I hope that the owners of this once-proud theater will consider these humble thoughts, and take action before the damage to Puppetworks’ once sturdy reputation becomes irreparable.

“The Wizard of Oz” plays Saturdays and Sundays through Aug. 21 at Puppetworks [338 Sixth Ave. at Fourth Street in Park Slope, (718) 965-3391] at 12:30 and 2:30 pm. Tickets are $8 (adults) and $7 (kids). Call to reserve tickets.

Thurston Dooley III has been reviewing puppet theater, juggling and mime for more than three decades. He is editor emeritus at Modern Marionette and a member of the Puppet Critics Circle.

Updated 10:56 pm, November 25, 2011
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Reasonable discourse

Craig from Greenpoint says:
There is obviously no such person as "Thurston Dooley III" (see for proof of his non-existence) so therefore, an anonymous attack on this puppetry show cannot be defended. Gersh, why don't you just put your own byline on your reviews? Pathetic, as usual, effort from the dreadful Brooklyn Paper.

Please, someone buy this rag and put it out of its misery!!!!!!!!!!!
May 6, 2011, 3:43 pm
Tara from Park Slope says:
I was at that production and really enjoyed it. My 6 year old and his 5 year old cousin loved it. Anything can go wrong during any live production, that's part of the excitement of LIVE THEATRE. Puppetworks NEVER bases its productions on movies, but on the book the fairy tales were originally told in. The new songs were fun. You're a crank. I hope people attend Puppetworks productions and judge for themselves.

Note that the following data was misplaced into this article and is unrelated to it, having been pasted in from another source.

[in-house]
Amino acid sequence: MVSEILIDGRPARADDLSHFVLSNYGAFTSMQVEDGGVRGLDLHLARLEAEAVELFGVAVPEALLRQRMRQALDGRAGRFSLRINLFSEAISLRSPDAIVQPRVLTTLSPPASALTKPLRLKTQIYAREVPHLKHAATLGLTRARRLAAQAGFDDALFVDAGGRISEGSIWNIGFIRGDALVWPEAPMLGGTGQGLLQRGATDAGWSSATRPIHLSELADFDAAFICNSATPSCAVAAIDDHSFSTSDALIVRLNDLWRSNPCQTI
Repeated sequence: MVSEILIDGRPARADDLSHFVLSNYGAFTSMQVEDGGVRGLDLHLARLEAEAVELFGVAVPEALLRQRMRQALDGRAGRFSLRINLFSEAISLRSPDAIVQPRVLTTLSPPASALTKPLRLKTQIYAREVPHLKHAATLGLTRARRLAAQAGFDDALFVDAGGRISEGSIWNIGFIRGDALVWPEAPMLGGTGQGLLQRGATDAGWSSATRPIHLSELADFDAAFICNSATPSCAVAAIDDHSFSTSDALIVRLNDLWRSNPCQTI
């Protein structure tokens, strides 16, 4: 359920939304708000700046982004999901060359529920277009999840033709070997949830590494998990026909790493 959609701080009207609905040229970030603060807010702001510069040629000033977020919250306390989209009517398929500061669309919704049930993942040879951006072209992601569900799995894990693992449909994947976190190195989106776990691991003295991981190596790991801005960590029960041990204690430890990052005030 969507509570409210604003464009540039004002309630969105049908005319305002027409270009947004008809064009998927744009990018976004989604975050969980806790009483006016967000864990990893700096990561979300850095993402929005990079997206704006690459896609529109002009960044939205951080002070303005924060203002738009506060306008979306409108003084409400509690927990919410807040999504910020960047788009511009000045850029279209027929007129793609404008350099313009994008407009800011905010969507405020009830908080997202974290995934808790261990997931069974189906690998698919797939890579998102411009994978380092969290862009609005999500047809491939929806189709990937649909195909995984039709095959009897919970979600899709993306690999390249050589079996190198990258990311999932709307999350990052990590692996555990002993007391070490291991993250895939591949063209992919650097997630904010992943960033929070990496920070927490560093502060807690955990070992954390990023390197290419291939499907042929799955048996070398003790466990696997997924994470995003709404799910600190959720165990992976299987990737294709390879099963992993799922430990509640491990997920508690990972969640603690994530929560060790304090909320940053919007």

May 9, 2011, 9:30 am
Tim Lagasse from Clinton Hill says:
While Mr. Dooley is entitled to his opinion, he is not entitled to make up credentials. I have been a professional puppet artist for over 20 years, and a member of all real puppet associations, unions and guilds. "Modern Marionette" and "Puppet Critics Circle" do not exist. Mr. Dooley's assertion that he has credentials from these fake organizations undermines the good work and honest critiques of the Puppeteers of America, UNIMA, Puppetry International, and the Jim Henson Foundation, to name a few. It also renders his opinion moot. Brooklyn is full of very talented artists and writers, and I'm sure the Brooklyn Paper could find a real critic with some actual credentials and credibility, rather than this "sock-puppet" Dooley.
May 9, 2011, 1:30 pm
Cathy from Park Slope says:
I'm shocked by the inaccuracies in this article. Credentials aside (I do not have the time to look into that), the writer states “This “Wizard of Oz,” of course, is based on the MGM movie classic of the same name” which everyone who has ever been to shows at Puppetworks knows is never the case. Puppetworks always bases their productions on the original stories, not the Hollywood movie versions. The Wonderful Wizard of Oz as written by L. Frank Baum was published in 1900, nearly 40 years before the movie came out. He then chides them for failing to license the songs – I hope I do not need to point out that the books had no songs…
Who is this fool Thurston Dooley III and why are you giving print to such an obvious hack trashing a neighborhood treasure?
May 10, 2011, 12:40 pm
Knows from Brooklyn says:
Thurston's writing... is as flat as a Coney Island Whitefish.
Aug. 18, 2011, 4:15 pm
Ronnie from Canada says:
Wow. Complete crap, huh? No such man exists, nor do his "associations". Seems someone on your staff a) hates puppets, and b) is a coward.
May 18, 2012, 11:04 pm